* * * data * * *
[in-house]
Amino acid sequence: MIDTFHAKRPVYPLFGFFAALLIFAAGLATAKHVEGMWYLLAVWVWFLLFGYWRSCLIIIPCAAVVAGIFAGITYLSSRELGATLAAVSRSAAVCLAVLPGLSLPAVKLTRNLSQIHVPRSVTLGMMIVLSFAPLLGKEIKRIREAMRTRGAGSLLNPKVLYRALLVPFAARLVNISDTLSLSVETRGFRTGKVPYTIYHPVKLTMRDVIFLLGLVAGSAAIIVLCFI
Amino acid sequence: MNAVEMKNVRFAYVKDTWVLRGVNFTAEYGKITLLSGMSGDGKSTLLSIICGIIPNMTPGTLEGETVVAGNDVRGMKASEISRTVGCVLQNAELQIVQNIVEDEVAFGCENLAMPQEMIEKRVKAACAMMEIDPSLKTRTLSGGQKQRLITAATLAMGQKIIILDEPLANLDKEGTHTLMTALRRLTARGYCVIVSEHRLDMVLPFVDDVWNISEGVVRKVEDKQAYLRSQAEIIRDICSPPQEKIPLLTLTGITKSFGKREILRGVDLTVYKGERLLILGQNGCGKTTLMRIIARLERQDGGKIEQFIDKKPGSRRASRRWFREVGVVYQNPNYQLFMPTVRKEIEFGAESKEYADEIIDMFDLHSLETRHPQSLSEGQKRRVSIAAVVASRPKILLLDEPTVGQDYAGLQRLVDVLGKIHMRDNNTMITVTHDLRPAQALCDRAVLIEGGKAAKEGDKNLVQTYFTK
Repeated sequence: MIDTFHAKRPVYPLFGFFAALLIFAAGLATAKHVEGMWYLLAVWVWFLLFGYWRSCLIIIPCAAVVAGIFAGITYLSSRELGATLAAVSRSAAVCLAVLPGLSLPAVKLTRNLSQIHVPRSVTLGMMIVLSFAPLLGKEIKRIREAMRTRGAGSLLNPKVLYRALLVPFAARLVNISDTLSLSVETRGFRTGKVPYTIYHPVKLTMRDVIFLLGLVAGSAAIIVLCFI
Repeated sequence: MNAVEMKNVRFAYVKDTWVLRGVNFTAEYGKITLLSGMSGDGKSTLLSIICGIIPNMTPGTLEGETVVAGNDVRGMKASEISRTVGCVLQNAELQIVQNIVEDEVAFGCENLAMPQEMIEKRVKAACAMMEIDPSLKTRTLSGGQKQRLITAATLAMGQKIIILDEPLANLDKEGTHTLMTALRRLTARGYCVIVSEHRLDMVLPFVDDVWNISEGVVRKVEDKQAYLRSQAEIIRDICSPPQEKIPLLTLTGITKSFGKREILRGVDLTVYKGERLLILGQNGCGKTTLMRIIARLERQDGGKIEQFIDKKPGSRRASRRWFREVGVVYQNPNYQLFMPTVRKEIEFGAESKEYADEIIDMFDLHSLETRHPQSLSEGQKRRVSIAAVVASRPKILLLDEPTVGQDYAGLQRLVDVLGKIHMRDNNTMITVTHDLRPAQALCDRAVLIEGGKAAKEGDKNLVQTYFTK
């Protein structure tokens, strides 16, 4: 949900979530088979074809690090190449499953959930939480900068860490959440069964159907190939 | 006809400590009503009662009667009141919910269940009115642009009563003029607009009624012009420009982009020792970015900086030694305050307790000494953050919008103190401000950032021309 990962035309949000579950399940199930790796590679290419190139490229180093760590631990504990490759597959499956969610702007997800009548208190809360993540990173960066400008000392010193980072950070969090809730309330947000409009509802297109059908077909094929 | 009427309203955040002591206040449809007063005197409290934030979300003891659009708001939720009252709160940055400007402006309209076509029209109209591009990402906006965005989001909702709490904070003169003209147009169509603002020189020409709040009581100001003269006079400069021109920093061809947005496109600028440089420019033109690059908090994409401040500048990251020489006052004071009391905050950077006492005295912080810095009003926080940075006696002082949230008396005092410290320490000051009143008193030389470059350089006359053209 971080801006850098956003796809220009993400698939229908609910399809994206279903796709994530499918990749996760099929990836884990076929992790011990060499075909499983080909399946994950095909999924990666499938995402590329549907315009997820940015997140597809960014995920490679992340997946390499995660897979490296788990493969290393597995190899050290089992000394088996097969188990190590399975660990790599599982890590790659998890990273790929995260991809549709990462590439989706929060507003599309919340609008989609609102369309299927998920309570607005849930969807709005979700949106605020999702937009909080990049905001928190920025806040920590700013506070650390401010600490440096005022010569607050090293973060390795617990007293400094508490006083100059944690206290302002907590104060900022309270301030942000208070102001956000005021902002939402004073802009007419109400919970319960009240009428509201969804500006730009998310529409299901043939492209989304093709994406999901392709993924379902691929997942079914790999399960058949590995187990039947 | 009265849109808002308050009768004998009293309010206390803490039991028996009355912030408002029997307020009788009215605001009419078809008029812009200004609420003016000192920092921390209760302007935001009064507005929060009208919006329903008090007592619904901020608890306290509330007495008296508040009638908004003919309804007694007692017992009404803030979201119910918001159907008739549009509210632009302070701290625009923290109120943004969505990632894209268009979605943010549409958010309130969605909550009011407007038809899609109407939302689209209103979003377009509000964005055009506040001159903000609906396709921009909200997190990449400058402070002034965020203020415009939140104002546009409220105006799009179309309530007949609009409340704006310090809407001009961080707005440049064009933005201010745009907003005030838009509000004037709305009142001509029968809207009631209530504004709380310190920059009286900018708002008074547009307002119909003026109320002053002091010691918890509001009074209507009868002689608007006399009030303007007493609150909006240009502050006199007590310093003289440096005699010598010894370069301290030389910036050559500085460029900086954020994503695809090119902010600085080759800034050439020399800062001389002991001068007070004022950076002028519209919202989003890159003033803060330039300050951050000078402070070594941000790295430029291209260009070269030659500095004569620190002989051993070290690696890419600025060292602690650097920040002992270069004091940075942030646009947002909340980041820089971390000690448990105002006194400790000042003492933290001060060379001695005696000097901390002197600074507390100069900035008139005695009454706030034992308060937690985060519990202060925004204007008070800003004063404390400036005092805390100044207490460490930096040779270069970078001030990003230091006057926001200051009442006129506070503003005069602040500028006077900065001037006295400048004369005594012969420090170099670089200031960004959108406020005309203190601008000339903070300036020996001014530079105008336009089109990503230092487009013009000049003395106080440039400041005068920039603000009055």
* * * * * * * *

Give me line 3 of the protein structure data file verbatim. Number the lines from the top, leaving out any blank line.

Amino acid sequence: MNAVEMKNVRFAYVKDTWVLRGVNFTAEYGKITLLSGMSGDGKSTLLSIICGIIPNMTPGTLEGETVVAGNDVRGMKASEISRTVGCVLQNAELQIVQNIVEDEVAFGCENLAMPQEMIEKRVKAACAMMEIDPSLKTRTLSGGQKQRLITAATLAMGQKIIILDEPLANLDKEGTHTLMTALRRLTARGYCVIVSEHRLDMVLPFVDDVWNISEGVVRKVEDKQAYLRSQAEIIRDICSPPQEKIPLLTLTGITKSFGKREILRGVDLTVYKGERLLILGQNGCGKTTLMRIIARLERQDGGKIEQFIDKKPGSRRASRRWFREVGVVYQNPNYQLFMPTVRKEIEFGAESKEYADEIIDMFDLHSLETRHPQSLSEGQKRRVSIAAVVASRPKILLLDEPTVGQDYAGLQRLVDVLGKIHMRDNNTMITVTHDLRPAQALCDRAVLIEGGKAAKEGDKNLVQTYFTK